In fact, students say that what ultimately makes Computational Music Theory an engaging course is its mission to truly highlight and concretize the connections between math and music. “In applied math, a lot of the emphasis is on applied, and it’s kind of ironic because you don’t see many classes like this [class] that are actually focused on the application,” Emily R. Cherkassky ’17 says. “So it’s cool that this class focuses on directly applying math to a topic.”
Chen is leaving Harvard next year, however, and she fears for the fate of the class following her departure. “It’s hard to find people who are applied math and music. I’m actually quite worried about the future because this is my last semester here, so this course probably won’t be offered again, and I’m not sure what they’ll do,” she says. “I think they need to hire more applied math people, period.”
Indeed, according to Rycroft, there currently exist no definite plans to continue Applied Mathematics 141r in Chen’s absence. “That course is very much tied to Beth, really. She developed it. At the moment, the answer is no. People like Beth are hired for a fixed period, and we kind of have a number of people coming through there, and they may offer a number of focus topics in other areas. So we don’t know yet whether there will be anything of that flavor in the near term,” he says.
The loss of what students have described as a crucial element of the applied mathematics/music track hits particularly hard for a focus field that, according to students, faculty, and administrators alike, already suffers from a lack of course offerings. “I would say that SEAS has been a little taken aback by the growth of applied math,” Rycroft says. “Universities only move so quickly in adapting to that…. To expand a program, there’s only kind of a certain rate you can do it in terms of the number of people you have to teach it. But certainly there’s a commitment from SEAS to really grow the applied math program in terms of faculty, in terms of lecturers, and to try and expand the course offerings.”
Brenner also acknowledges the shortage of suitable classes—but in his opinion, music actually fares better than the rest of the humanities. “It’s always difficult…. It’s not like there are classes that were made for this sitting in the course catalogue,” Brenner says. “[But] for music, MIT has classes that students that can take; and also, the music department has classes that work when put in context, and that helps. There are other areas in the humanities where you’d think it would be nice to have such things.”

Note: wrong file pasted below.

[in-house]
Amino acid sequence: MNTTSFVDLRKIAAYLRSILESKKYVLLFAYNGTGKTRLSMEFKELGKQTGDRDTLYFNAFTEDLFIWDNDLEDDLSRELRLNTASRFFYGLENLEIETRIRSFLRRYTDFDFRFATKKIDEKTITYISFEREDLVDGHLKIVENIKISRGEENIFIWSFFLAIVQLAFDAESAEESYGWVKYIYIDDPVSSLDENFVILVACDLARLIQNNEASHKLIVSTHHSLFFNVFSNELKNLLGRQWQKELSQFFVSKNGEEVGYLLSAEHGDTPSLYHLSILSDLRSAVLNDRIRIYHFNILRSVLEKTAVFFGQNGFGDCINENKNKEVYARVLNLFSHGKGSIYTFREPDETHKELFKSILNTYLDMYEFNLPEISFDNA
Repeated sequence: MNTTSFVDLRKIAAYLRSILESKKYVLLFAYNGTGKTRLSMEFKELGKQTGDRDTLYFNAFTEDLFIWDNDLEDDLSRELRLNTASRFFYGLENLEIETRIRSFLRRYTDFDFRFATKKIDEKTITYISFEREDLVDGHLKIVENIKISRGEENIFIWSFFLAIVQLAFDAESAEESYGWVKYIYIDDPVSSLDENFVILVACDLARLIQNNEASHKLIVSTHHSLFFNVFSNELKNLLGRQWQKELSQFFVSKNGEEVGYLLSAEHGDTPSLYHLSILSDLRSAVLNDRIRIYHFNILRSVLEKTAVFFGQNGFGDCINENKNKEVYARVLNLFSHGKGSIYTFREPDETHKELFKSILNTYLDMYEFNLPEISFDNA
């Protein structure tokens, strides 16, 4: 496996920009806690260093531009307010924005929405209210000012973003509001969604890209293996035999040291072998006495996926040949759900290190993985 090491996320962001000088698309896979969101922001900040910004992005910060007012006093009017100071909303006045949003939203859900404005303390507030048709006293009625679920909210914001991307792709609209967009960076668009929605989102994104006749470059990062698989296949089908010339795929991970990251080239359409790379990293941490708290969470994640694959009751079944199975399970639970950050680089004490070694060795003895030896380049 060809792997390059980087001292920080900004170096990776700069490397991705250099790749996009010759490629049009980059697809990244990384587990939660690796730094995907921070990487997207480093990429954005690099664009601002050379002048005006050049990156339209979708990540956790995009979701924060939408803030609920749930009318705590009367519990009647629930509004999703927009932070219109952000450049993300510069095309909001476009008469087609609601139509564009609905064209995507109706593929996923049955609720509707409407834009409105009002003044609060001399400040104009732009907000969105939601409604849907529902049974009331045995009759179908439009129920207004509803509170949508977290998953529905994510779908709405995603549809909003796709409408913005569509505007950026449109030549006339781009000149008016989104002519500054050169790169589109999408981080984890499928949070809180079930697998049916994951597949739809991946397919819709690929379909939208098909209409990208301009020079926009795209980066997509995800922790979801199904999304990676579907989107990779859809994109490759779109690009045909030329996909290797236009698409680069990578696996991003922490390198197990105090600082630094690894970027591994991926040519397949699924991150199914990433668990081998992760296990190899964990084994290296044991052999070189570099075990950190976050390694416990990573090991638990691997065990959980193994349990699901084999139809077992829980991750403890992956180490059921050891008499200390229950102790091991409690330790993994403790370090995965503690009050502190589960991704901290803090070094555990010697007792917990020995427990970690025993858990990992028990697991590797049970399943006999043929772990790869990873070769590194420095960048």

Indeed, some students do opt to make the trek to MIT, where they can choose from a wider variety of courses on topics ranging from audio engineering to the physics of sound. For example, Michael Scott Cuthbert ’98, a music professor at MIT, teaches classes on music theory, music history, and computational methods of understanding musical notation. “Some of the courses ask questions about, ‘What’s a way of understanding how we extract information from musical scores or from recordings?’” he says.
Others fulfill their credits not with the mathematical modeling classes they had anticipated but rather with music theory, which counts as quantitative under the applied mathematics concentration criteria. But these courses, some of which only loosely touch upon one of the two subjects they are meant to combine, don’t necessarily fit the mold of a focus field touting the strength of its interdisciplinary learning. For instance, applied mathematics/music students have taken Music 167: Introduction to Electroacoustic Music, taught by music professor and Harvard University Studio for Electroacoustic Composition director Hans Tutschku, for concentration credit. Tutschku says, however, that the class—which teaches students to arrange, layer, and edit sounds into full-fledged musical works using technologies like Reaper, a multi-channel digital audio software—treats the scientific component only as a means of music creation rather than something to be understood for its own sake. “There’s no technical background required,” Tutschku says. “What we do in sections is teach them the use of a couple of tools…. But we don’t go into the scientific underpinnings. They don’t learn how to calculate an f(t) or something like that. They really learn the tools in order to produce something they want to write.”